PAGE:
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Beyond Wisconsin: “Right-to-Work” Laid to Rest in WV; MI Rep. Hopes to Expand It to Public Safety Unions

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Last week’s events in Wisconsin largely dominated the “Right-to-Work” news cycle, but Republicans in West Virginia and Michigan have been hard at work on the issue as well, with varying results.

In West Virginia, Senate Majority Leader Mitch Carmichael told the Associated Press he believes the “Right-to-Work” bill he sponsored is officially dead for the legislative session. This is particularly encouraging for construction workers who just lost a fight to keep the prevailing wage fully in tact.  Carmichael’s bill would have made it a misdemeanor to require workers to join a union, punishable with a fine of up to $5,000.  

Holding out hope, Carmichael told the AP that “Right-to-Work” is still in an “evaluation phase.”  With the current session ending on March 14th, there is hardly time to evaluate anything.  

Michigan, meanwhile, is already a “Right-to-Work” state, but Rep. Gary Glenn is not satisfied. He wants to expand the reach of his state’s law to include police officers and firefighters (they received a carve out when the bill was passed in 2012).  The newly-elected Midland resident is seeking co-sponsors and hopes to introduce this month.  When he signed the “Right-to-Work” bill, Governor Rick Snyder made the carve out non-negotiable.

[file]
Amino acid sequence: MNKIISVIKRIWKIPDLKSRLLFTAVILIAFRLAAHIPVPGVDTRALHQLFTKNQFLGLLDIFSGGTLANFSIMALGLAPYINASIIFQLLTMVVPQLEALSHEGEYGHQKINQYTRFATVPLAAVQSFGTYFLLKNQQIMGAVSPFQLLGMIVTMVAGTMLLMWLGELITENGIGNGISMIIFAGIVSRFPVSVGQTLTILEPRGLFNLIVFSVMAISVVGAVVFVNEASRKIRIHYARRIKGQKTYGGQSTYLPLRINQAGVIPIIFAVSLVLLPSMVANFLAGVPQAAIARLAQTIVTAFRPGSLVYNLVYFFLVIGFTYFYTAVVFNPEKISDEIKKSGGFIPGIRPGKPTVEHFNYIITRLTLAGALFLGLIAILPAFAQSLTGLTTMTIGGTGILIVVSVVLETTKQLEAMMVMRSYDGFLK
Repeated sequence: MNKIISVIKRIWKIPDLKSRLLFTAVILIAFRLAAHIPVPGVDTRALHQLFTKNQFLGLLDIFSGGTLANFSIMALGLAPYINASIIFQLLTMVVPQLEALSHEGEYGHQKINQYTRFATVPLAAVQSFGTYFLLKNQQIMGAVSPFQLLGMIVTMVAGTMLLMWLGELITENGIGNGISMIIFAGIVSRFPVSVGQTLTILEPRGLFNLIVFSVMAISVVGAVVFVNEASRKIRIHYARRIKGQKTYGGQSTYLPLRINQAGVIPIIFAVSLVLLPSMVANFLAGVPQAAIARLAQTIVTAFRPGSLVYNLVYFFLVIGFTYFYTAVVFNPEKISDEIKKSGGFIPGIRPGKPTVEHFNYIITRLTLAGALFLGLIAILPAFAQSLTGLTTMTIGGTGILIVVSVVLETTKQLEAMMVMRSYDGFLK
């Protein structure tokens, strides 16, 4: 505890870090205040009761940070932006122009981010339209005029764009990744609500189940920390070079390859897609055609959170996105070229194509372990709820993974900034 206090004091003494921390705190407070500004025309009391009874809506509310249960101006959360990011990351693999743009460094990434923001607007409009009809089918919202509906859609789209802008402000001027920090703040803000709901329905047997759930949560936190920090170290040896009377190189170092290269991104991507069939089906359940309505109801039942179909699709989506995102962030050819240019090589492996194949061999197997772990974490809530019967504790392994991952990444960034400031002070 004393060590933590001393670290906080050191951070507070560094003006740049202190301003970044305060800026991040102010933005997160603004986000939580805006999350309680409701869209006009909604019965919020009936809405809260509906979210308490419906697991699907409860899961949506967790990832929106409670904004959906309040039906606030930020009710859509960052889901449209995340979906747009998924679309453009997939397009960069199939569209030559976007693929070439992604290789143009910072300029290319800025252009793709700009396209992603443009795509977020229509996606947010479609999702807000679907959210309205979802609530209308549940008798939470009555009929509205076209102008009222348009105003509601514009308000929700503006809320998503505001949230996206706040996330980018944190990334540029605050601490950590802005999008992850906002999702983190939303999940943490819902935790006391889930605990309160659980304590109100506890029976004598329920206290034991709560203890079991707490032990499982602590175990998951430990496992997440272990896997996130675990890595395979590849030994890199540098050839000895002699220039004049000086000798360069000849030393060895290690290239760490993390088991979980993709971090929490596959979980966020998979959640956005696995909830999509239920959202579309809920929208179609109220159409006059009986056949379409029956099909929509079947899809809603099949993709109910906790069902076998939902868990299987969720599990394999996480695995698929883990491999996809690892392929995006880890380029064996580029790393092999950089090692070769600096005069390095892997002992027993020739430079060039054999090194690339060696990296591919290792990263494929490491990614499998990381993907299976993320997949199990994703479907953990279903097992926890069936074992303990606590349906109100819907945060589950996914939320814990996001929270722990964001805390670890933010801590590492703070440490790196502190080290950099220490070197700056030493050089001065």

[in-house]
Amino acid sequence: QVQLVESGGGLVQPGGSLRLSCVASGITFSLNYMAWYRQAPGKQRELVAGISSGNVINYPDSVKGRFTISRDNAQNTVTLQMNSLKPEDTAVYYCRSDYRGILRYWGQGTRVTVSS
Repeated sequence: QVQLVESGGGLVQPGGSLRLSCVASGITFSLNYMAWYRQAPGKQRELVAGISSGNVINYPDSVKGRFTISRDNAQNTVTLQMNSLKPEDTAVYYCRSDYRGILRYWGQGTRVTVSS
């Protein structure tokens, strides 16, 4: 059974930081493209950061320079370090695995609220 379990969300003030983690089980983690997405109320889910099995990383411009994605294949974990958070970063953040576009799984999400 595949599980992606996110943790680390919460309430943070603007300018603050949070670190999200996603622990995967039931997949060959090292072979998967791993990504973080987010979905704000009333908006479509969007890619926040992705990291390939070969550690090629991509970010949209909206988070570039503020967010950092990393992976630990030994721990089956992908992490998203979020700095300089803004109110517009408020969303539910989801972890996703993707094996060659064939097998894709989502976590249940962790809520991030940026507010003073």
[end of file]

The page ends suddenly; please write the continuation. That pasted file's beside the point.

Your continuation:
“As a matter of public policy, Michigan now protects all employees from being discriminated against or fired based on choosing not to join or financially support a labor union, except for public safety employees,” Glenn said. “There is no justification for denying that same protection from public safety employees.”

Glenn’s comments to provide further evidence that “Right-to-Work” is merely a game to the Republican party and its dark money underground.  When asked about the timing of his bill given the current “Right-to-Work” situation in Wisconsin, Glenn responded: “I’d like to get Michigan back on the scoreboard.”

State Rep. Vanessa Guerra, D-Bridgeport Township, said she was concerned about the impact Glenn’s bill would have on communities:

“My initial reaction is that police and fire departments are not businesses and should not be treated like businesses,” she said “Attempting to cut costs by weakening unions that are looking out for the best interests of our police and firefighters doesn’t just hurt those public servants - it puts the public safety at risk.”

While Glenn is a newcomer in the legislature he has been fighting for “Right-to_Work” for nearly two decades.  Glenn was a founding member of the Michigan Freedom to Work Coalition, founded in 2011.  In 1986 he helped actor Charlton Heston fight for “Right-to-Work” in Idaho.  


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